The Canadiens and Bruins series is turning into the nailbitter no one expected - not in wildest dreams.
There are many colliding viewpoints on how this series has gone so far, and some of them aren't kind to the Canadiens. It has been stated that it has been the Bruins who have dictated the style of play since game 2, and that analysis isn't far off from the truth.
It's no cliché that the playoffs are a different season, it is a fact.
"Nothing is ever won in advance", is a second cliché that gets worn out but has been proven correct of late.
The playoffs are an emotionally packed pressure cooker, filled with expectations and frustrations where each action is magnified, exaggerated, and overplayed. There is intensity in every individual moment. The momentum of a game can change dramatically with one error.
Despite leading 3-1 going into last night's game, the Canadiens play has resembled the Bruins game more than their own since game 1. The Habs have maintained a slight edge so far, in beating the Bruins at their own game.
The Bruins method, that has been working for them in keeping games close, is that when all else fails, deploy the trap.
After losing 13 consecutive times to the Canadiens, Boston has nothing to lose by following this recourse. The Habs game is one of speed, and clogging the neutral zone has thrown a wedge into the Canadiens gears.
At the onset of the series, the Bruins virtually announced that their plan was to hit the Canadiens at every turn.
Somewhere along the way, the Canadiens decided that they would impose their physicality upon the Bruins instead. It might have been a mistake to throw the emphasis on countering Boston's game, especially since it is the Canadiens who successfully swept the season series 8-0.
Here is what the shots on goal and hits per game totals look like after 5 games.
Game 1: 4-1 Montreal/SOG 32-24 M/ Hits 37-25 M
Game 2: 3-2 Montreal/SOG 28-27 B/ Hits 39-21 B
Game 3: 2-1 Boston/SOG 31-28 M/ Hits 37-34 B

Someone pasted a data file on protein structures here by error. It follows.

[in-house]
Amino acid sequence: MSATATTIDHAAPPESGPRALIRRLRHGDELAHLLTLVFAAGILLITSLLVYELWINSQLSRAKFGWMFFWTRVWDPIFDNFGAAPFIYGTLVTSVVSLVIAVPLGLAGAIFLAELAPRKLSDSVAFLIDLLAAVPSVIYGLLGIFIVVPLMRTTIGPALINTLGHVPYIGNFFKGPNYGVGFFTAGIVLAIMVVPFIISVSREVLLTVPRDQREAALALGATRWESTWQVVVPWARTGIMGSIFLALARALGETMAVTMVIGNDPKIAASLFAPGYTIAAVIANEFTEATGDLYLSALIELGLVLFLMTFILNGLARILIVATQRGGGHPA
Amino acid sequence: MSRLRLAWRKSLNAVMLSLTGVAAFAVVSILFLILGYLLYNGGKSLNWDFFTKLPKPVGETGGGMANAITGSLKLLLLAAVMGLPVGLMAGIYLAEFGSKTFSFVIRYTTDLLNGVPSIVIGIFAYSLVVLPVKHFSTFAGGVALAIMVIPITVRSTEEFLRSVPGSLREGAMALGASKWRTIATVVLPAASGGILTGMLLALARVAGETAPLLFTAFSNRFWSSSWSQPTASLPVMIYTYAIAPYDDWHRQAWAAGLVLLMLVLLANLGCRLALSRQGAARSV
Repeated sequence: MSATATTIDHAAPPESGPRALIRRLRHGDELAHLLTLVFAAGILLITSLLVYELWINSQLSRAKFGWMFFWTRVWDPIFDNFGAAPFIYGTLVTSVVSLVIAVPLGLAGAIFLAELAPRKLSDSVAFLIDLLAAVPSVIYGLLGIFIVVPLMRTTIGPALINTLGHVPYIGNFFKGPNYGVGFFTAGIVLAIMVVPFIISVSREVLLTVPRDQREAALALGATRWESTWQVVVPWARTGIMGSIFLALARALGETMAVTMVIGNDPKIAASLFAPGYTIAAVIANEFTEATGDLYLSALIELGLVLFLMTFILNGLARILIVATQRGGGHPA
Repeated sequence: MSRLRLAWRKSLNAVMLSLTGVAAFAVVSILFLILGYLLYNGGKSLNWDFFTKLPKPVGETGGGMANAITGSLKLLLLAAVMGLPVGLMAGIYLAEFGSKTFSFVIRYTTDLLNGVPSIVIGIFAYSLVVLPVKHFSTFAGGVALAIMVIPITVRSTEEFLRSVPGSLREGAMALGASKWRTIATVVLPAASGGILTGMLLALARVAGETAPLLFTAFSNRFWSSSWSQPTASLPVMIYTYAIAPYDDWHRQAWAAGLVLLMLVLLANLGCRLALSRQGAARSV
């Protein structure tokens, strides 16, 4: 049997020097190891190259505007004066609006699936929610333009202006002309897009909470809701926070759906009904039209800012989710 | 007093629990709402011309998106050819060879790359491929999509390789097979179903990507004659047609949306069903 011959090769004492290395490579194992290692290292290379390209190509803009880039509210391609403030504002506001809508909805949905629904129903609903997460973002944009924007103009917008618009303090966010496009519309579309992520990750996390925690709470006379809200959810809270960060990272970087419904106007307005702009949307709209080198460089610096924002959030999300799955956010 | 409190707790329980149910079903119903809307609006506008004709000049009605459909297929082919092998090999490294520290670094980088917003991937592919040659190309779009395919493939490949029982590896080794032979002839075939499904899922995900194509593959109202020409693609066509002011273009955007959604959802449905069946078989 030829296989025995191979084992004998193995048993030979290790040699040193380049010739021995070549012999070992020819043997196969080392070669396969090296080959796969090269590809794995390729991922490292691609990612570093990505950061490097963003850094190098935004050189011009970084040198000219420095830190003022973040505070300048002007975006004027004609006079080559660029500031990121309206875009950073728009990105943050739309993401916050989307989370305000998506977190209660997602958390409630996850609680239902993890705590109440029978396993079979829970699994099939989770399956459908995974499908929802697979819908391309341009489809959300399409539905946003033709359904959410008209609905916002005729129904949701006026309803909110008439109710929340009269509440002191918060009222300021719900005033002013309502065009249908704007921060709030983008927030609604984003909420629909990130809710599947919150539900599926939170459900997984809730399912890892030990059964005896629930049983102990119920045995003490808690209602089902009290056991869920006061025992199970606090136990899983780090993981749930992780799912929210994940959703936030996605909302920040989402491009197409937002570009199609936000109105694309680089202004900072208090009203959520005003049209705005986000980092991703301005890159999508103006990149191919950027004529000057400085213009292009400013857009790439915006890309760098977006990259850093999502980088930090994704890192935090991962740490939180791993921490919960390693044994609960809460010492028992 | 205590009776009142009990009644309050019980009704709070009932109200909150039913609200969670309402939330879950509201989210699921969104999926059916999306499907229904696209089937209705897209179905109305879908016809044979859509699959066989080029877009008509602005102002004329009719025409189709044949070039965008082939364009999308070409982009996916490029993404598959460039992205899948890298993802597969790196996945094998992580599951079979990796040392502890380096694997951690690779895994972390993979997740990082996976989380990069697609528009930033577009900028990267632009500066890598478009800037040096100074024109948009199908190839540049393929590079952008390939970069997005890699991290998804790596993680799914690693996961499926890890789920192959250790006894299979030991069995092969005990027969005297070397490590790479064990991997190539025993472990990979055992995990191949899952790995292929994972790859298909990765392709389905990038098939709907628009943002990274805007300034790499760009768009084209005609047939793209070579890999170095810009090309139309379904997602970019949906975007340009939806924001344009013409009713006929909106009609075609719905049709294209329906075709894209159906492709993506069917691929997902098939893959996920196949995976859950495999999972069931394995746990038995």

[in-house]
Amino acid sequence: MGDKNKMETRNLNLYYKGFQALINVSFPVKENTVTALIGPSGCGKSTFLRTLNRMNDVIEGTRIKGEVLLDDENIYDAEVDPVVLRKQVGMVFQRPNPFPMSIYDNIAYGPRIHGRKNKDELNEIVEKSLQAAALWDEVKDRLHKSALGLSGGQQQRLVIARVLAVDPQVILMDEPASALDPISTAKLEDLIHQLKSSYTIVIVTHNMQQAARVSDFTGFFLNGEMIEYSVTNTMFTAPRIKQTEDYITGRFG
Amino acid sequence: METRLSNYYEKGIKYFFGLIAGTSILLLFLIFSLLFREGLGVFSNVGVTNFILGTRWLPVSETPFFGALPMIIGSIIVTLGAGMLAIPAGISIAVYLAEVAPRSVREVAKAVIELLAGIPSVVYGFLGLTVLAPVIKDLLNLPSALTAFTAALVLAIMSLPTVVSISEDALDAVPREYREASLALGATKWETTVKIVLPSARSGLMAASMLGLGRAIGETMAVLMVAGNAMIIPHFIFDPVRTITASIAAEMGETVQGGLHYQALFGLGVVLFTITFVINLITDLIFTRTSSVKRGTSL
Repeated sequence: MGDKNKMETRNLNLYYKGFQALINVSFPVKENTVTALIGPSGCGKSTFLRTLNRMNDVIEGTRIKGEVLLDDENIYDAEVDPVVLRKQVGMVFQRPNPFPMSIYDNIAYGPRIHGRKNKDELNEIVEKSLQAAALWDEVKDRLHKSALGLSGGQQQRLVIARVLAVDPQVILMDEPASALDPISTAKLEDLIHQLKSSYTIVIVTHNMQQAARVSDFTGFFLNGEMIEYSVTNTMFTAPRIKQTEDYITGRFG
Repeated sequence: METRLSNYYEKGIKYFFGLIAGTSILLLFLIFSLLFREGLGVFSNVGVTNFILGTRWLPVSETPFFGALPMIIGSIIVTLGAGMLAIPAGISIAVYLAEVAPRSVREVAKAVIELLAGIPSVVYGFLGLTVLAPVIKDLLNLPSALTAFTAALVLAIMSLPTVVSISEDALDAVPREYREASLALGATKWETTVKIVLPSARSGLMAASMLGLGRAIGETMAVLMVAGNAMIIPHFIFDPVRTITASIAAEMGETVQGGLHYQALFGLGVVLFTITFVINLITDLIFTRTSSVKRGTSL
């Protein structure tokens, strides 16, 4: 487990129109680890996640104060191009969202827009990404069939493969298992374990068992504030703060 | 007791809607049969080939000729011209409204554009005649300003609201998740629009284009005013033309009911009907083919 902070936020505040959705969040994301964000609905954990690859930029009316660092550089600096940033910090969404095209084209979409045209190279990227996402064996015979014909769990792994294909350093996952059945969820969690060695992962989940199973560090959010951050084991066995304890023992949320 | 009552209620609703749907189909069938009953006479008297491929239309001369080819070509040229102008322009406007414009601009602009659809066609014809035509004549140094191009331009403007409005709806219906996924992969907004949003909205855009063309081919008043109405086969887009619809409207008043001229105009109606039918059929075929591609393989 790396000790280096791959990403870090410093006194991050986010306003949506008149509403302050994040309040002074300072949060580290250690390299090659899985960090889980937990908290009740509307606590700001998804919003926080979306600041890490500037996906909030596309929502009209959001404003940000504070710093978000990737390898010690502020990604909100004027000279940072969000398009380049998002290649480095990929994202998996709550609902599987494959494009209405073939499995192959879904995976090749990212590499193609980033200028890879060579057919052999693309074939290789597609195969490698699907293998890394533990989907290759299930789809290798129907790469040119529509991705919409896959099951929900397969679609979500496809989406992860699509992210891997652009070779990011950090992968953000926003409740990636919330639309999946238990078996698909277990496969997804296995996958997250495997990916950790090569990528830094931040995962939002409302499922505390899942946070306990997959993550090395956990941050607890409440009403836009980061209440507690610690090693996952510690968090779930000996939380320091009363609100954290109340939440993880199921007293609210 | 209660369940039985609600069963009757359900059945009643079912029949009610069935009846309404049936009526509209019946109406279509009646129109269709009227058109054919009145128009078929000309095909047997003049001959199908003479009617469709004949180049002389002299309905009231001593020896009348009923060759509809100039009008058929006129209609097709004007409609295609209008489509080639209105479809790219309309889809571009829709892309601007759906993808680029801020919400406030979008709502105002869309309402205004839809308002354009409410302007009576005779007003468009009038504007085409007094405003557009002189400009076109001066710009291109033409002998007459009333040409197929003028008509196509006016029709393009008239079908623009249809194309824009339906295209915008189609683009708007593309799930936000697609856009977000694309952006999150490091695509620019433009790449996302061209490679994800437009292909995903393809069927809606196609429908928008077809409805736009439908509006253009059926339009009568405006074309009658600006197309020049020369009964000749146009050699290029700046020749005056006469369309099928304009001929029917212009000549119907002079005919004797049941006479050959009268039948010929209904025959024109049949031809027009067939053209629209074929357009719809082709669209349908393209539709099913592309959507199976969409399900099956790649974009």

Game 4: 1-0 Montreal/SOG 28-27 B/ Hits 33-31 M
Game 5: 5-1 Boston/SOG 32-24 M/ Hits 36-21 M
After 5 games, Montreal has outshot Boston 160-129 and outhit them 168 to 153.
Now here are 2 interesting questions to be drawn from these stats:
If Boston, who planned to outhit Montreal, are not doing so, could it be that the Bruins have had more puck possesion time than the Canadiens?
If Montreal are outshooting Boston, with an average of over 30 shots a game, why aren't they converting at a better rate than only two goals per game?
Simply put, the Bruins have managed to get Montreal off their game.
The Habs have been lured into hitting everything in sight, when they should be being more selective.
It has been noted that Steve Begin and Mike Komisarek are throwing their weight around, and should be, but the entire team has gotten involved and that isn't always the best manner to proceed.
If the Bruins are throwing less hits, it is because they are being more selective.
There is no stat to count 2 on 1 or 3 on 2 scoring chances, but the Bruins seem to have had the greater share.
Because likely some overzealous Habs hitter has taken himself out of the play at an ill advised moment. They are caught up ice. They are out of the play.
That the Canadiens are outshooting the Bruins should be of no surprise, but the Habs are unavailable to convert rebounds as the player who ought to be crowding the crease is just leaving the corner boards when shots are fired.
As much as the Canadiens have proven that they are able to play a physical game, the long and short of it is that they are not playing THEIR game against the Bruins.
As pedestrian as it sounds, speed and dump ins, beating the Bruins to the puck, are still the best method of breaking the trap. The Bruins will allow the Canadiens to hit them all they can as long as it continues to take them out of the play. With dump ins, that is the play, and the Habs willcease to get nipped at the blueline or swarmed in the neutral zone. Right now, they are trying to get too creative at the wrong places on the ice.
The theory is that hitting wears an opponent down, but it actually takes more effort and energy to throw a hit that it does to receive one willingly. Considering that it takes little effort or stride to absorb a hit, if player concentration is there, the puck will still pursue an opposite path.
It all boils down to being selective rather than random.
Reckless abandon has no place in a game of chess.